Author(s): Ni JQ, Heber AJ, Lim TT, Tao PC, Schmidt AM
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Abstract Agricultural activities are an important source of greenhouse gases. However, comprehensive, long-term, and high-quality measurement data of these gases are lacking. This article presents a field study of CH(4) and CO(2) emission from two 1100-head mechanically ventilated pig (Sus scrofa) finishing barns (B1 and B2) with shallow manure flushing systems and propane space heaters from August 2002 to July 2003 in northern Missouri. Barn 2 was treated with soybean oil sprinkling, misting essential oils, and misting essential oils with water to reduce air pollutant emissions. Only days with CDFB (complete-data-full-barn), defined as >80\% of valid data during a day with >80\% pigs in the barns, were used. The CH(4) average daily mean (ADM) emission rates were 36.2 +/- 2.0 g/d AU (ADM +/- 95\% confidence interval; animal unit = 500 kg live mass) from B1 (CDFB days = 134) and 28.8 +/- 1.8 g/d AU from B2 (CDFB days = 131). The CO(2) ADM emission rates were 17.5 +/- 0.8 kg/d AU from B1 (CDFB days = 146) and 14.2 +/- 0.6 kg/d AU from B2 (CDFB days = 137). The treated barn reduced CH(4) emission by 20\% (P < 0.01) and CO(2) emission by 19\% (P < 0.01). The CH(4) and CO(2) released from the flushing lagoon effluent were equivalent to 9.8 and 4.1\% of the CDFB CH(4) and CO(2) emissions, respectively. The emission data were compared with the literature, and the characteristics of CH(4) and CO(2) concentrations and emissions were discussed.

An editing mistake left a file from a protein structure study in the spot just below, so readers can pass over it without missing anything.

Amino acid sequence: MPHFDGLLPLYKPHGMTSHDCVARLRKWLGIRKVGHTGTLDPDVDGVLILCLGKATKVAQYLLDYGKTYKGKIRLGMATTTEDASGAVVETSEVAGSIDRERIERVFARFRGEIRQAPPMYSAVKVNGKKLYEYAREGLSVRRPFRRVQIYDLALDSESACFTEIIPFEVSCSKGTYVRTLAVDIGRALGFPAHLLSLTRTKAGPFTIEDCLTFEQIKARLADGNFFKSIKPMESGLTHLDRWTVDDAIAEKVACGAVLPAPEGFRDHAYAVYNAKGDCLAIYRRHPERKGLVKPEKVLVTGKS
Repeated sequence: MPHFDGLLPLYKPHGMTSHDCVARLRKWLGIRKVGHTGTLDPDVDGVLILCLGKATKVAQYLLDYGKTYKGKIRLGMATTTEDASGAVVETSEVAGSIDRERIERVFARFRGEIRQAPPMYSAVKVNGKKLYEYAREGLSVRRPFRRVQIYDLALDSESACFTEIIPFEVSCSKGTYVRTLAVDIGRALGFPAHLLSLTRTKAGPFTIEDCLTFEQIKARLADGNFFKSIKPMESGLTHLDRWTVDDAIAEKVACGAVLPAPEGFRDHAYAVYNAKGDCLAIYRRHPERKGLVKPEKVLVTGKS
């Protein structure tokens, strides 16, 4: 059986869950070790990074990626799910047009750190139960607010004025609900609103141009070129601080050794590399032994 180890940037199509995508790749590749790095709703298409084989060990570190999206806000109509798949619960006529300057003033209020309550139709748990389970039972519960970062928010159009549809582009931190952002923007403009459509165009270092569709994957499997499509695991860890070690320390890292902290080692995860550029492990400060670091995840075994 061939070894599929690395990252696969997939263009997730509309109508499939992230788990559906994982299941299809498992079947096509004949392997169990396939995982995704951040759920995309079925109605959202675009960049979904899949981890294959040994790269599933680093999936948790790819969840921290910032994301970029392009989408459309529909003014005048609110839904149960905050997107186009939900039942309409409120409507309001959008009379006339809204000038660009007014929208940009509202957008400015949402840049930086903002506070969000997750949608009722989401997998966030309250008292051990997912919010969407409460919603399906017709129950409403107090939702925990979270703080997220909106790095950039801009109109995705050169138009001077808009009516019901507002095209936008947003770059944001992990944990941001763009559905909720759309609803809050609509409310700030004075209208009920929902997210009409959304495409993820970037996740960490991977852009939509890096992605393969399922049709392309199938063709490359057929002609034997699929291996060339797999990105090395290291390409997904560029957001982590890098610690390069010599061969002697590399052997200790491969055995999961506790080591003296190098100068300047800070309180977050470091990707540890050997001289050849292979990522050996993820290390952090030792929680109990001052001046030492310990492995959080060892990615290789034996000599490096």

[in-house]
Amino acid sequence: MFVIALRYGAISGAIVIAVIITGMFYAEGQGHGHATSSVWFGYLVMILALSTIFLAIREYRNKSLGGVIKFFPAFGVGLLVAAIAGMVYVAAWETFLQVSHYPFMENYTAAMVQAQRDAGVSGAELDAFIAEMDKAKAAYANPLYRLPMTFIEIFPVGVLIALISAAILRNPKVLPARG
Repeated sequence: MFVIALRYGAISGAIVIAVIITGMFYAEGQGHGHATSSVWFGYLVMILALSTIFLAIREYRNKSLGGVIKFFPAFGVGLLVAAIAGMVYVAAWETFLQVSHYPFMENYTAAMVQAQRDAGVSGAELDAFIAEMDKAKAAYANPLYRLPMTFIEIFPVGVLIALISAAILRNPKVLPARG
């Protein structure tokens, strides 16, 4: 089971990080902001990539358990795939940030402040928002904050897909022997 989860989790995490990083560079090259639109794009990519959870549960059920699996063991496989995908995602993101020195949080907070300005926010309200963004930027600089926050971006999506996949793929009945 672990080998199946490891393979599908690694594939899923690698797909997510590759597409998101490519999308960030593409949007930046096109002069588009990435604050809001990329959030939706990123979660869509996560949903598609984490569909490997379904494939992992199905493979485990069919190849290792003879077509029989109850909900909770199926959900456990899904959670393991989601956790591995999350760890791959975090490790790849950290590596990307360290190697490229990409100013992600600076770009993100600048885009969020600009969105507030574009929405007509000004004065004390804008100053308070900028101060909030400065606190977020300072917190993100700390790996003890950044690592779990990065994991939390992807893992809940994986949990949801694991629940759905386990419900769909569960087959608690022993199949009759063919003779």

This article was published in J Environ Qual
and referenced in Journal of Civil & Environmental Engineering